Cats do not get the classic human-style caries. They do, however, show a high incidence of disease around the teeth, i.e. periodontal disease. The overview is that they are primarily genetically predisposed to it (it has a higher incidence in some breeds and may start at a very early age) but it involves a complex triad of bacteria, food deposits and the immune system.
Management involves dental cleaning, bacterial reduction with chlorhexidine gel application and diet alteration (to a more abrasive style i.e. chicken necks and wings or certain commercial varieties.)
Cats with significant periodontal disease often exhibit generalised ill health because of the large surface area within the mouth that is inflamed and exposed to infection.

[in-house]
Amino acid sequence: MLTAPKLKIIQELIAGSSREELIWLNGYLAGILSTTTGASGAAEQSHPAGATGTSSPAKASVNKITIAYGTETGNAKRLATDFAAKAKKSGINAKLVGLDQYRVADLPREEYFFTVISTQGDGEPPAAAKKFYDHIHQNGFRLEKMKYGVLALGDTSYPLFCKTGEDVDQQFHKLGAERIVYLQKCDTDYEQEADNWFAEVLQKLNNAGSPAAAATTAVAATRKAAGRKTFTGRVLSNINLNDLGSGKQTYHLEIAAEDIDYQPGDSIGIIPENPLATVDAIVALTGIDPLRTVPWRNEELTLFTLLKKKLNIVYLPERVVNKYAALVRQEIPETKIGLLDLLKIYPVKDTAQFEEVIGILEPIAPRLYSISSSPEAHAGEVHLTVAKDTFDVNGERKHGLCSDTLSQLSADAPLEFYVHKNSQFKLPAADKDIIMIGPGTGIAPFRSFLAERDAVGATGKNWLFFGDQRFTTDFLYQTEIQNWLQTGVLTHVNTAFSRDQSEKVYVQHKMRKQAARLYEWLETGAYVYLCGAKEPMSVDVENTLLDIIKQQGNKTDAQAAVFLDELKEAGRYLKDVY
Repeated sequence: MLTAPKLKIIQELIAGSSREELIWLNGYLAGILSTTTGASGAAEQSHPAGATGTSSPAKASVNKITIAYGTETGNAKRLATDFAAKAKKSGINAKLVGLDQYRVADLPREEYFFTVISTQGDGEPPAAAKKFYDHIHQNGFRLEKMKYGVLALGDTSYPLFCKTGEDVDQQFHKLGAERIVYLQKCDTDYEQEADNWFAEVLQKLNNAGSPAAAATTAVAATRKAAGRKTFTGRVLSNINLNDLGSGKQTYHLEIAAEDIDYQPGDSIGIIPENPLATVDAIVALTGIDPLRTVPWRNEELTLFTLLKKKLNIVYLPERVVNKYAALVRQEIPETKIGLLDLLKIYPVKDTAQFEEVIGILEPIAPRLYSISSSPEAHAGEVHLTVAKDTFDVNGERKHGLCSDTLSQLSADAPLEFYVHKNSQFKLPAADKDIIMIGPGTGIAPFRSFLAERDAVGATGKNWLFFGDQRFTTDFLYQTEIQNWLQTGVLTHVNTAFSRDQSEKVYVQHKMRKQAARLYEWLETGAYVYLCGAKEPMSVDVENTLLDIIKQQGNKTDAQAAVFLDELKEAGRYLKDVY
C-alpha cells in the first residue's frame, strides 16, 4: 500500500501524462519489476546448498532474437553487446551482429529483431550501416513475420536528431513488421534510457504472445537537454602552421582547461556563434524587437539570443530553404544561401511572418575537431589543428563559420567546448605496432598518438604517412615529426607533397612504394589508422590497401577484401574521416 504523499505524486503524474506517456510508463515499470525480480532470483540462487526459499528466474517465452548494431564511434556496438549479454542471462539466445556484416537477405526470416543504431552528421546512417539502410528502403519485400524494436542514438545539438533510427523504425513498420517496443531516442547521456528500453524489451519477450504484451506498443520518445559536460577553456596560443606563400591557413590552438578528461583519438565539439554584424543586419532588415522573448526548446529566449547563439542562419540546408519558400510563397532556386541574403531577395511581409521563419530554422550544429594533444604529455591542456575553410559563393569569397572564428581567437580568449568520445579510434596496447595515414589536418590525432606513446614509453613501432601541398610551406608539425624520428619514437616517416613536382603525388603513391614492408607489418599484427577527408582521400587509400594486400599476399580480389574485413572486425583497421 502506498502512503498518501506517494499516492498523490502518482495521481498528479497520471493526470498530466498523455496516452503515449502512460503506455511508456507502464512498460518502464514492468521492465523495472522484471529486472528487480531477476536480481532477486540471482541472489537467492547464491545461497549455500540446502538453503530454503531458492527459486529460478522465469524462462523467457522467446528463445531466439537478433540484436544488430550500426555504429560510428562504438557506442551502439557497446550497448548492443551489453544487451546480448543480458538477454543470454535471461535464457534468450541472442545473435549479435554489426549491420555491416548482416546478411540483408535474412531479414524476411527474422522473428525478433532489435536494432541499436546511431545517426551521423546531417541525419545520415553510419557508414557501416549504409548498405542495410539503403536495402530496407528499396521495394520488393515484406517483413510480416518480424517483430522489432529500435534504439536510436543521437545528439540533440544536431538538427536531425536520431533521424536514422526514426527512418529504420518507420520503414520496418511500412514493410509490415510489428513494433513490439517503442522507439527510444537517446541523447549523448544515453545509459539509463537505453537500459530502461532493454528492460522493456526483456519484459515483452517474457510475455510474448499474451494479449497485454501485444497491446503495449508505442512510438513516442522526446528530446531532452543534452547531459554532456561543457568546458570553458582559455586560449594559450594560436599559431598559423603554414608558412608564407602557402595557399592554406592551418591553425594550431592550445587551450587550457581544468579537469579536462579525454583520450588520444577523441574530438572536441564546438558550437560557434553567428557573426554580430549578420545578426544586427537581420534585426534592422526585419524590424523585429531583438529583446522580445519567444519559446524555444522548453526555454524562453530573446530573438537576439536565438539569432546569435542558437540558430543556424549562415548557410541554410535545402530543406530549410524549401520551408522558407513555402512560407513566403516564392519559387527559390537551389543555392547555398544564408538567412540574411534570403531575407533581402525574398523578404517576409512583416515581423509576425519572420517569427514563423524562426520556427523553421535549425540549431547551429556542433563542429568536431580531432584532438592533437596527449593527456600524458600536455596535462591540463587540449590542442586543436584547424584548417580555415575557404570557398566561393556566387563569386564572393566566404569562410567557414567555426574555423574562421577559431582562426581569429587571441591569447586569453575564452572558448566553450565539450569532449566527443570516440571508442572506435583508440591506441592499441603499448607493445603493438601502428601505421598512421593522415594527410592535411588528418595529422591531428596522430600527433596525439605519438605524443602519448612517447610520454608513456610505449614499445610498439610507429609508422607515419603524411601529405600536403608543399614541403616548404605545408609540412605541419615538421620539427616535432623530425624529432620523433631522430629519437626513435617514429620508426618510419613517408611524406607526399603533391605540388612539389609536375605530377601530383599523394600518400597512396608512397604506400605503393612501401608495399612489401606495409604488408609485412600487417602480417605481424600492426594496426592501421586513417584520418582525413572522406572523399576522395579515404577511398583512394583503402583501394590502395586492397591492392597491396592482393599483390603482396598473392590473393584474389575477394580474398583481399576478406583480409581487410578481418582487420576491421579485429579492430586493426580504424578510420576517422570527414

Dental management may involve a pre- and post-operative antibiotic course. Examination, tartar removal and extraction is carried out under general anaesthesia.
Ongoing care by the owner may involve daily gum cleaning with chlorhexidine gel.
Extraction of diseased teeth in cats is sometimes quite a difficult procedure. The teeth are small and brittle and cannot be "pulled out" as they just shatter. The tooth is divided (using a dental drill) into 2 or 3 sections (each with a root) and the fine ligament joining each tooth to the bone is carefully cut to free each root from the bone.
Have a look at your cat's teeth - they should be like yours - free of tartar with a pink gingiva (gum), not an angry swollen red line where the gum touches the tooth. If you do a swollen red line here, your cat has gingivitis.